13. What language can be plainer than this? The Saviour surely intended to be understood by His disciples, and He so spake that they might understand Him; for He declares to His Father, in language, not to be easily mistaken, that He wanted His disciples, even all of them, to be as Himself and the Father, for as He and the Father are one so they might be one with them. And what is said in the 22nd verse is calculated to more firmly establish this belief; if it needs anything to establish it. He says; "And the glory which thou gavest me, I have given them, that they may be one, even as we are one." As much as to say that unless they have the glory which the Father had given Him they could not be one with them; for He says He had given them the glory that the Father had given Him that they might be one; or in other words, to make them one.
14. This fills up the measure of information on this subject and shows most clearly that the Saviour wished His disciples to understand that they were to be partakers with Him in all things, not even His glory excepted.
15. It is scarcely necessary here to observe what we have previously noticed,
that the glory which the Father and the Son have is because they are just
and holy beings; and that if they were lacking in one attribute or perfection
which they have, the glory which they have never could be enjoyed by them,
for it requires them to be precisely what they are in order to enjoy it;
and if the Saviour gives this glory to any others, he must do it in the
very way set forth in His prayer to His Father by making them one with
Him as He and the Father are one. In so doing He would give them the glory
which the Father has given Him; and when His disciples are made one with
the Father and Son, as the Father and Son are one, who cannot see the propriety
of the Saviour's saying "The works which I do, shall they do; and
greater works than these shall they do, because I go to my Father."
16. These teachings of the Saviour most clearly show unto us the nature
of salvation, and what He proposed unto the human family when He proposed
to save them that He proposed to make them like unto Himself, and he
was like the Father, the great prototype of all saved beings; and for any
portion of the human family to be assimilated into their likeness is to
be saved; and to be unlike them is to be destroyed; and on this hinge turns
the door of salvation.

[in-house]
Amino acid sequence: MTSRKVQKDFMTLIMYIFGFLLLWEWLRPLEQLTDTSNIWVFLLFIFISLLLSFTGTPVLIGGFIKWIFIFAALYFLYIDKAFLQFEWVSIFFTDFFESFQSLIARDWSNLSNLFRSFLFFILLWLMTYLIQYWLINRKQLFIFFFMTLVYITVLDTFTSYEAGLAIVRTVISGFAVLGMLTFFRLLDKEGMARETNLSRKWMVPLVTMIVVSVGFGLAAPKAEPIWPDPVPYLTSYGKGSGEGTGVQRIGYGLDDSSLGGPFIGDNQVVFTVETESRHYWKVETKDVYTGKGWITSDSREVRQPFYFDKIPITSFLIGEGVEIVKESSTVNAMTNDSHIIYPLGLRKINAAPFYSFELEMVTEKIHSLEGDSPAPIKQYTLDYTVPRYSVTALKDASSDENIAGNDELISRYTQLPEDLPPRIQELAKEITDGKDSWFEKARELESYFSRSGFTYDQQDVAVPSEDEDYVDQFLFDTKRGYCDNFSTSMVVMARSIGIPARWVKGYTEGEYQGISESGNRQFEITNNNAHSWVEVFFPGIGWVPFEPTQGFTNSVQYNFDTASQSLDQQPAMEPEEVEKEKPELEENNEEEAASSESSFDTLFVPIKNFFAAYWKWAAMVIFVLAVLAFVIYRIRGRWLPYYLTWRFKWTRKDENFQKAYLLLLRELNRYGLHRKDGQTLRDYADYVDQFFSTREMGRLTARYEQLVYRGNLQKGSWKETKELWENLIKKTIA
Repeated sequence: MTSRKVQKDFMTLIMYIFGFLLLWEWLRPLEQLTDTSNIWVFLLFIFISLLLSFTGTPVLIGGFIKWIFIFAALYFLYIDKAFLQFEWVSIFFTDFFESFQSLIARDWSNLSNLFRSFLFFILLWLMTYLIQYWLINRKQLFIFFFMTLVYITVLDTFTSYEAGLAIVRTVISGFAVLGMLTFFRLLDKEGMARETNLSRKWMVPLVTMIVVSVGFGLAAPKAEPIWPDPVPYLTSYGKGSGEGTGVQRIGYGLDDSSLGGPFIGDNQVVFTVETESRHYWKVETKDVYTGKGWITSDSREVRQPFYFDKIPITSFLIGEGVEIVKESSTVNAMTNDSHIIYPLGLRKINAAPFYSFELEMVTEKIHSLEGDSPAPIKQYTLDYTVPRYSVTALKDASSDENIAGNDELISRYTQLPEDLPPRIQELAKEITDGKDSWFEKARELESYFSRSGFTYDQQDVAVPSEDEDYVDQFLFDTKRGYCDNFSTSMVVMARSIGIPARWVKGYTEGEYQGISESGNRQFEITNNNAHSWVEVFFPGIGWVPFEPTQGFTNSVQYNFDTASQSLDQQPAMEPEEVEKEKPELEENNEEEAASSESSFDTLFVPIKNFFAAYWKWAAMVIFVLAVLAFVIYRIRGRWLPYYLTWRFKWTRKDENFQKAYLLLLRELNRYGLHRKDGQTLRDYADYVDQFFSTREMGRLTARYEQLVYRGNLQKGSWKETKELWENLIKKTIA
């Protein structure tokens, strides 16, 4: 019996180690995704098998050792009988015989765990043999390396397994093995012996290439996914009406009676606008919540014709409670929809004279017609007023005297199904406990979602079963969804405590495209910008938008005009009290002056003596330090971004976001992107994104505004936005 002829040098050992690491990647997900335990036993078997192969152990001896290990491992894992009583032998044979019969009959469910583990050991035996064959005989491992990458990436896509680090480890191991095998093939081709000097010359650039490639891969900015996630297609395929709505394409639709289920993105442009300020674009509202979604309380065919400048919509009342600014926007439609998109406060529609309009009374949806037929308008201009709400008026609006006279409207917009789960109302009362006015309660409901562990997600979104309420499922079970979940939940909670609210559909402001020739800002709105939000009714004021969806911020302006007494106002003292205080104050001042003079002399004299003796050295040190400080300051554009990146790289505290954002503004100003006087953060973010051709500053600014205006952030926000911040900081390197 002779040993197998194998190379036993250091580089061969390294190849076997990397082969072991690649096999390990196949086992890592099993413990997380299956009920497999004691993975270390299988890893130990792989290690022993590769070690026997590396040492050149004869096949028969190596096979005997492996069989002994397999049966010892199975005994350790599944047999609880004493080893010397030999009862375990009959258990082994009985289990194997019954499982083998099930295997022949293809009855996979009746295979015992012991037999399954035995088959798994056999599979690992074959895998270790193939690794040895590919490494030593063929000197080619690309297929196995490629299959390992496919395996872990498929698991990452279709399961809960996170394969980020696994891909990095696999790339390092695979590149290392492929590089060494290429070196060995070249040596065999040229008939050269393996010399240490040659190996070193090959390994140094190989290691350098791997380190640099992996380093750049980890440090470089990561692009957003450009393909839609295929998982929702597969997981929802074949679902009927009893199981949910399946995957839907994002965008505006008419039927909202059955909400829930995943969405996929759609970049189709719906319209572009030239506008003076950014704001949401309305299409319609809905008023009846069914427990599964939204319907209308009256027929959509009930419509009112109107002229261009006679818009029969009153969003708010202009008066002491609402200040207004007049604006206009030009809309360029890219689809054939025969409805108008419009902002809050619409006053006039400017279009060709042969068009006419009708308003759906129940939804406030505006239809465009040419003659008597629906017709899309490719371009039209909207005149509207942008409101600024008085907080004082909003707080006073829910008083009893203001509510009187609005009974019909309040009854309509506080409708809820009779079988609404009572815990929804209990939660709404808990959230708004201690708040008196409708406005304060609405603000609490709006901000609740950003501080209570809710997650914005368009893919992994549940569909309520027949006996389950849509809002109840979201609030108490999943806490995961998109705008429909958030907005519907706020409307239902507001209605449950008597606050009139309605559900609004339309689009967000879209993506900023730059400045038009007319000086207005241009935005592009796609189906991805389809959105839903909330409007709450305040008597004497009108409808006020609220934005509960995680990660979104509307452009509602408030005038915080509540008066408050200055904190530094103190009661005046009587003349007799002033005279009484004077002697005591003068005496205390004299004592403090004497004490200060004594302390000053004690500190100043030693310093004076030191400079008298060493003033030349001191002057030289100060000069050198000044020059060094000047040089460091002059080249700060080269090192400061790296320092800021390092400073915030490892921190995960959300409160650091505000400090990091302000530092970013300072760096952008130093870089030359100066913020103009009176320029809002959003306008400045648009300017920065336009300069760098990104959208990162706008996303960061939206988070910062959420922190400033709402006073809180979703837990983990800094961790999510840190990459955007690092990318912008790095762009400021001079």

17. Who cannot see, then, that salvation is the effect of faith? for, as
we have previously observed, all the heavenly beings work by this principle;
and it is because they are able so to do that they are saved, for nothing
but his could save them. and this is the lesson which the God of heaven,
by the mouth of His holy prophets, has been endeavoring to teach to the
world. Hence we are told, that "Without faith it is impossible to
please God": and that salvation is of faith, that it might be by grace,
to the end the promise might be sure to all the seed. Romans 4:16. And
that Israel, who followed after the law of righteousness, has not attained
to the law of righteousness. Wherefore? Because they sought it not by faith,
but as it were by the works of the law; for they stumbled at that stumbling
stone. Romans 9:32. And Jesus said unto the man who brought his son to
Him, to get the devil who tormented him cast out: "If thou canst believe,
all things are possible to him that believeth." Mark 9:23. These with
a multitude of other scriptures which might be quoted plainly set forth
the light in which the Saviour, as well as the Former-day Saints, viewed
the plan of salvation. That it was a system of faith it begins with faith,
and continues by faith; and every blessing which is obtained in relation
to it is the effect of faith, whether it pertains to this life or that
which is to come. To this all the revelations of God bear witness. If there
were children of promise, they were the effects of faith, not even the
Saviour of the world excepted. "Blessed is she that believed,"
said Elizabeth to Mary, when she went to visit her, "for there shall
be a performance of those things which were told her from the Lord."
Luke 1:45. Nor was the birth of John the Baptist the less a matter of faith;
for in order that his father Zacharias might believe he was struck dumb.
And through the whole history of the scheme of life and salvation, it is
a matter of faith: every man received according to his faith according
as his faith was, so were his blessings and privileges; and nothing was
withheld from him when his faith was sufficient to receive it. he could
stop the mouths of lions, quench the violence of fire, escape the edge
of the sword, wax valiant in fight, and put to flight the armies of the
aliens; women could, by their faith, receive their dead children to life
again; in a word, there was nothing impossible with them who had faith.
All things were in subjection to the Former-day Saints, according as their